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Joaquim Jose da Silva Xavier, Tiradentes, is known as Martyr of Independence, is one of the greatest heroes of Brazilian History.
Tiradentes Tiradentes was born in 1746, in a village then called Sao Jose (today the city is called Tiradentes), state of Minas Gerais; today, the flag of Minas brings the inscription "Libertas quae sera tamem", latin for "Liberty, even if late", which was the motto of the libertarian movement led by Tiradentes.
Born in a poor family, orphan at age 11, Tiradentes was raised by a tutor, who was a surgeon. The little formal education didn't stop him from working in several fields, including dental medicine; Tiradentes means "tooth puller", a pejorative denomination adopted during the trial against him.
Living in a State rich in gold, Tiradentes used the knowledge he acquired about minerals to enter the public service (he achieved the ranks of alferes, low in the hierarchy of the epoch); he was sent to missions in cities along the road between Vila Rica (the capital of Minas Gerais) and Rio de Janeiro; this road was the path followed by most of the gold sent to Portugal.
Tiradentes soon noticed the exploitation to which Brazilians were submitted; he was seeing how much gold was leaving Brazil, and he knew how valuable it was.
His trips to Rio put him in contact with people who had lived in Europe and brought from there the libertarian ideas (the American colonies had become independent in 1776, and France Revolution would be in 1789). In 1788, Tiradentes met Jose Alvares Maciel, son of the governor of Vila Rica, who had just returned from England; they could compare the British industrial progress with the Brazilian colonial poverty. They created a group of freedom aspirers, led by clericals and Brazilians with some social presence, like Claudio Manoel da Costa (staff of government and important writer), Tomas Antonio Gonzaga (staff of government) and Alvarenga Peixoto (eminent businessman); the group propagated their ideas among Brazilians.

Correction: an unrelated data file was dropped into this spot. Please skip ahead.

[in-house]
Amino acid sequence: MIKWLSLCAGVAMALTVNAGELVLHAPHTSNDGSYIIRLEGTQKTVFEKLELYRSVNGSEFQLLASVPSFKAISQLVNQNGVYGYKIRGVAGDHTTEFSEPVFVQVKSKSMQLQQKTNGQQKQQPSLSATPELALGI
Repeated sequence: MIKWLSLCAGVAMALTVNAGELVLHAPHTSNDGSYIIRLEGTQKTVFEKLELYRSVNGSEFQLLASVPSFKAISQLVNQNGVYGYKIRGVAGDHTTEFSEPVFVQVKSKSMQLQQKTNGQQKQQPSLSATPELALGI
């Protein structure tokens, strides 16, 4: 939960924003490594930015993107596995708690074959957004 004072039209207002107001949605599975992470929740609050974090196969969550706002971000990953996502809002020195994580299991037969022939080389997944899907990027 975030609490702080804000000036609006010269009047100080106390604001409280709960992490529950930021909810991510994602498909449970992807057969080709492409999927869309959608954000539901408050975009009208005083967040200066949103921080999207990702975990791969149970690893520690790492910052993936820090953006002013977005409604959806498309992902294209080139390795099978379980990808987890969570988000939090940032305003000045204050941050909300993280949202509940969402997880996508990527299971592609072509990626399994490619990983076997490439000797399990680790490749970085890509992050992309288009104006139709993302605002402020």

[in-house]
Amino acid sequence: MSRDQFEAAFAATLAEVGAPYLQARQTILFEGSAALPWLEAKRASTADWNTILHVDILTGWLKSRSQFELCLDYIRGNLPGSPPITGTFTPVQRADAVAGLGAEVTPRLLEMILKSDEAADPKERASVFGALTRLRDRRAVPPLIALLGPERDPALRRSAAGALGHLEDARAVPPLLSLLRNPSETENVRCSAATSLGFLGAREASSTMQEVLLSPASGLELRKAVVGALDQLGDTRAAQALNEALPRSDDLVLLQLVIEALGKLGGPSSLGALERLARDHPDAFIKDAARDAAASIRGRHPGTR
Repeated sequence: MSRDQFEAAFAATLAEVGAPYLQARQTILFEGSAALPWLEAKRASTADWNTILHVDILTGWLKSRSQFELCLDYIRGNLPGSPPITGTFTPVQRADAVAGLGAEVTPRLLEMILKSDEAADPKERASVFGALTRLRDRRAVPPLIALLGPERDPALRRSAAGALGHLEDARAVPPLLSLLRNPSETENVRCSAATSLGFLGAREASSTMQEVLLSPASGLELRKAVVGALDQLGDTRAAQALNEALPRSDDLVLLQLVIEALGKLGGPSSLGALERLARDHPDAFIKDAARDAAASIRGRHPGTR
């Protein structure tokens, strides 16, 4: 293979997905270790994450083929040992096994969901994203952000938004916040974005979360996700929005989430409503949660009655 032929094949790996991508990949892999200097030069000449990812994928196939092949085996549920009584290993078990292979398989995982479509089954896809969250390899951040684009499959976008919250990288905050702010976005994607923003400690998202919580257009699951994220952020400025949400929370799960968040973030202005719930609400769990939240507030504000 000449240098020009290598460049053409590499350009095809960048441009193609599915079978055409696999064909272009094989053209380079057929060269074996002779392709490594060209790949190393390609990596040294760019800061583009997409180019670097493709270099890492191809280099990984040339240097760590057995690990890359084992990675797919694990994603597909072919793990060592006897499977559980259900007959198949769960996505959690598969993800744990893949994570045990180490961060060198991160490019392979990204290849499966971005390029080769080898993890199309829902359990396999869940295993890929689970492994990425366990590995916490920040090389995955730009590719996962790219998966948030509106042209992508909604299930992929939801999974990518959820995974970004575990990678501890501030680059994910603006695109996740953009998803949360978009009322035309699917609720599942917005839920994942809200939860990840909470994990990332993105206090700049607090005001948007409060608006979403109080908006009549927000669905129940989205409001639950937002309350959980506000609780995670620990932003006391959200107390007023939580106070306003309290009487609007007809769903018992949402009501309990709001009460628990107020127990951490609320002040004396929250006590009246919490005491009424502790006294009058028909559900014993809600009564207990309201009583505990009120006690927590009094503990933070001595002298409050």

At that time, Portugal was hungry for gold, to finance the Napoleonic wars; at the same time, the gold mines were entering into their decline period. The Brazilians were not meeting the yearly quota of gold which should be sent to the crown; Portugal was pressuring to collect all the due taxes. The days of payment of taxes were called derrama.
The plan of Tiradentes was, in a day of derrama (when the sentiment of revolt of Brazilians would be stronger), to take the streets of Vila Rica and proclaim the Brazilian Republic. The movement, however, was denounced to the governor, who cancelled the derrama scheduled for February of 1789 and ordered the imprisonment of the rebels. The person who denounced the movement was Joaquim Silverio dos Reis; he was a participant of the movement, and betrayed the group in exchange of waiving of his due taxes; his name is carved in Brazilian History as The Betrayer.
Tiradentes still fled to Rio, where he tried to reorganize the movement. Not knowing who had denounced the group, he went to meet Joaquim Silverio dos Reis in Rio; Tiradentes was arrested on May 10th 1789.
The trial lasted almost three years. Tiradentes assumed whole responsibility for the movement. Ten members of the group were sentenced to death; all of them - except Tiradentes - had the sentence, by mercy of the Queen, commuted from death to degradation.
On April 21st 1792 (today the date is national holiday in Brazil), Tiradentes was hung in Rio de Janeiro, where today is Praca Tiradentes. His body was broken apieces. With his blood, a document was written declaring his memory infamous. His head was exposed in Vila Rica. Pieces of his body were exposed in the cities between Vila Rica and Rio, in an attempt to scare the people who had listened to the independence ideas of Tiradentes.

Read more: surprisingly, there are few pages in English about such an important Historic character. This page is about the 200th anniversary of the death of Tiradentes.

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